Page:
The nonlinear interaction between photothermal effects and optical cavities may have significant impacts on cavity-based applications. In the first part of this talk, I’ll present two novel effects we uncovered in a monolithic optical cavity strongly coupled to the photothermal effects. We propose and experimentally demonstrate an optically controllable transparency effect in an optical cavity strongly coupled to photothermal effects. We term this phenomenon “photothermally induced transparency” (PTIT). Because of the relatively slow thermal response, we observe the bandwidth of the PTIT to be 15.9 Hz, which theoretically suggests a group velocity of as low as 5 m/s. The second effect discovered is the optical modification of photothermal relaxation rate; that is, the intracavity optical field alters the natural photothermal relaxation rate as a function of cavity detuning.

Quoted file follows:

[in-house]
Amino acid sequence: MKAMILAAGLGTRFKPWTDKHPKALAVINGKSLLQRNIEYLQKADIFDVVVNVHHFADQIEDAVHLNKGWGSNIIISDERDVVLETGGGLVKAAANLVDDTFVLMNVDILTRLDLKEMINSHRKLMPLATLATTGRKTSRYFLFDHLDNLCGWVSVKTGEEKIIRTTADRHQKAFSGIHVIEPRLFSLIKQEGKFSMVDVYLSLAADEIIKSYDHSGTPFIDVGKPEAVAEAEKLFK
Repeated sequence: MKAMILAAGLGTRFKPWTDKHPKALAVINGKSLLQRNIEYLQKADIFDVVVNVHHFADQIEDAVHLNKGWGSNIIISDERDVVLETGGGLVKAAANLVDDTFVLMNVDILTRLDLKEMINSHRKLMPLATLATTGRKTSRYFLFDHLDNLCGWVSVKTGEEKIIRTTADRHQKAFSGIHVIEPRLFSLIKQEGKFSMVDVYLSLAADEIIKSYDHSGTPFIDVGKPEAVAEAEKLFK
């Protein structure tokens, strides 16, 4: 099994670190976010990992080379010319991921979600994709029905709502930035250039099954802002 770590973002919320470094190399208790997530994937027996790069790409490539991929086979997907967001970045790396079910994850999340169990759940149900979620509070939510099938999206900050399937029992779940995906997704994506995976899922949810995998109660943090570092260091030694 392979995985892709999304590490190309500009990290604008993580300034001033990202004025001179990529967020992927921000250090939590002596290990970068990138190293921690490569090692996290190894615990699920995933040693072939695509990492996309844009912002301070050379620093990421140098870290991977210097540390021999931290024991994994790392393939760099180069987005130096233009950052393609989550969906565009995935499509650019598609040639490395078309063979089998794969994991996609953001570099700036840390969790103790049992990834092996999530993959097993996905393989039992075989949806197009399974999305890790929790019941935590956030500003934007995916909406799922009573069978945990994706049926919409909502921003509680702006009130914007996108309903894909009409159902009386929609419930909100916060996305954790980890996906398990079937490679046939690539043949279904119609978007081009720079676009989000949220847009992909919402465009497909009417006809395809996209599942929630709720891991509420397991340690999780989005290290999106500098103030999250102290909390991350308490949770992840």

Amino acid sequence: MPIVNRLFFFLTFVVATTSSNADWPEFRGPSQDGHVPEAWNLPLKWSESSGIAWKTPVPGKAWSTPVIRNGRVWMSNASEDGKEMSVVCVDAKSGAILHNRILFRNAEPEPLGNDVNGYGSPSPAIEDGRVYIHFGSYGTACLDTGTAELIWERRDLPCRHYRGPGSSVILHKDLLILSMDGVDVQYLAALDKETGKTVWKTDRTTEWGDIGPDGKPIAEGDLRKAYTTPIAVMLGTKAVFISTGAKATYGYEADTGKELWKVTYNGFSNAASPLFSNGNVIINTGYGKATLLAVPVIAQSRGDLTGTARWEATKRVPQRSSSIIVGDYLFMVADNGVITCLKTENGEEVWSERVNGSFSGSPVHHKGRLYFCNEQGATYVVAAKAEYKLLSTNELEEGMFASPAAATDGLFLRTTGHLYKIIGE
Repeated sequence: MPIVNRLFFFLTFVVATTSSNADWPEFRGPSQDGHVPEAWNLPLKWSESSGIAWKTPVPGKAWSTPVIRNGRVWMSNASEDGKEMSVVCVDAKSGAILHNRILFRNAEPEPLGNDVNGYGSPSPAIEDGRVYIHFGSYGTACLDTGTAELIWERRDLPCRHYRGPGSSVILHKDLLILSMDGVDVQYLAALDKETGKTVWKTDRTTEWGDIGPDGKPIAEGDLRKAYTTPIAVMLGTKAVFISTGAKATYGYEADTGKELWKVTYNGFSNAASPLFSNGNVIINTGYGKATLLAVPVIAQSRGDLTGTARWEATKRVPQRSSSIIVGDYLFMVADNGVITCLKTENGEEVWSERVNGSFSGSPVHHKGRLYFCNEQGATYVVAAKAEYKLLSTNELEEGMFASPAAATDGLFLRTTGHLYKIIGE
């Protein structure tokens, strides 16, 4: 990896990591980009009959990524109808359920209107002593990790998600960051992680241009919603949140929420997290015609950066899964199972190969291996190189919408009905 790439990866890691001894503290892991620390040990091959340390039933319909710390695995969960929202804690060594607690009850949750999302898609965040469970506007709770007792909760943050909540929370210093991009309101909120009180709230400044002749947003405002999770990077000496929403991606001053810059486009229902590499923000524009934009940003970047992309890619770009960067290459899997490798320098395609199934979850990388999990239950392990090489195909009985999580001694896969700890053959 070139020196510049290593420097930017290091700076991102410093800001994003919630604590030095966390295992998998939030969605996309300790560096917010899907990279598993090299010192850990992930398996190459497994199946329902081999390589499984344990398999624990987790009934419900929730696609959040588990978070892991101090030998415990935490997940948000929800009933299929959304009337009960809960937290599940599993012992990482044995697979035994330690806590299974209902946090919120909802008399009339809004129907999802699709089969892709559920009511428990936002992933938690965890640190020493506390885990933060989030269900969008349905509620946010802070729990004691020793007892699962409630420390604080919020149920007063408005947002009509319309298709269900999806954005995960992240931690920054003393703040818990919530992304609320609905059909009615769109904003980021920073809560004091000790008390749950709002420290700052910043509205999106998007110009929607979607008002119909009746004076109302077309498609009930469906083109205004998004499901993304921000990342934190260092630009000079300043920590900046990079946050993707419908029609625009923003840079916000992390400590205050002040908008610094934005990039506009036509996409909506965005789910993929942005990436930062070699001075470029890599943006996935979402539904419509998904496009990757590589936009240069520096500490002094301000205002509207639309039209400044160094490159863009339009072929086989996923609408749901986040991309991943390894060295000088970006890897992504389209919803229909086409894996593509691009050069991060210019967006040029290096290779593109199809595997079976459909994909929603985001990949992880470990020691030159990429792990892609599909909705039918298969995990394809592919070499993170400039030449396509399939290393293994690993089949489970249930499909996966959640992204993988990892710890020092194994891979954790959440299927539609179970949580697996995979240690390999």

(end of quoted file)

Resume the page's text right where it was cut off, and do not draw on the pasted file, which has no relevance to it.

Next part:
The second part of the talk will be focused on the investigation of the nonlinear dynamics caused by photothermal interactions in an optomechanical system designed for optical levitation. A small free-standing mirror expected to be optically levitated acts as the top reflector of a vertical optical cavity, designed as a testbed for a cavity tripod optical levitation setup. We observe rich system dynamics inclusive of high-order sideband generation, optical bistability, parametric amplification, and optical spring effect. To counteract the system instability, we insert a laser window with Brewster’s angle inside the levitation cavity. The refractive index change of the window produced by photothermal heating tends to compensate for the change in effective cavity length caused by the thermal expansion of the levitation mirror. The result shows the way towards the stabilization of the optical levitation.
Host: Jack Harris